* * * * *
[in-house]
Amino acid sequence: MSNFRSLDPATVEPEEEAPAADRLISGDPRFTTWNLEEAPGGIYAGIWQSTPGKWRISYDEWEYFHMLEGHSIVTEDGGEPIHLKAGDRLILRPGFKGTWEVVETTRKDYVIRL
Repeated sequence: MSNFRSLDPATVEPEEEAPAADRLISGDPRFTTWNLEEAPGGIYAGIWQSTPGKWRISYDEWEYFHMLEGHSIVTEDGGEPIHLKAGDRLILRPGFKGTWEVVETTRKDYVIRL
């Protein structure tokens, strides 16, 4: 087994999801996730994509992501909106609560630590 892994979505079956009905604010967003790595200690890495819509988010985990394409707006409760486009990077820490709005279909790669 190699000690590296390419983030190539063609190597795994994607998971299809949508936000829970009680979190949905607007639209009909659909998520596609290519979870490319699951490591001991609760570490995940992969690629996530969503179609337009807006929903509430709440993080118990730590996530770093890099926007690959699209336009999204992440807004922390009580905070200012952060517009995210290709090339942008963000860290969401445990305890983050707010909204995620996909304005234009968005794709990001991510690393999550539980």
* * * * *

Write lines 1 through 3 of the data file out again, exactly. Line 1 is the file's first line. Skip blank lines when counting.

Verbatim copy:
[in-house]
Amino acid sequence: MSNFRSLDPATVEPEEEAPAADRLISGDPRFTTWNLEEAPGGIYAGIWQSTPGKWRISYDEWEYFHMLEGHSIVTEDGGEPIHLKAGDRLILRPGFKGTWEVVETTRKDYVIRL
Repeated sequence: MSNFRSLDPATVEPEEEAPAADRLISGDPRFTTWNLEEAPGGIYAGIWQSTPGKWRISYDEWEYFHMLEGHSIVTEDGGEPIHLKAGDRLILRPGFKGTWEVVETTRKDYVIRL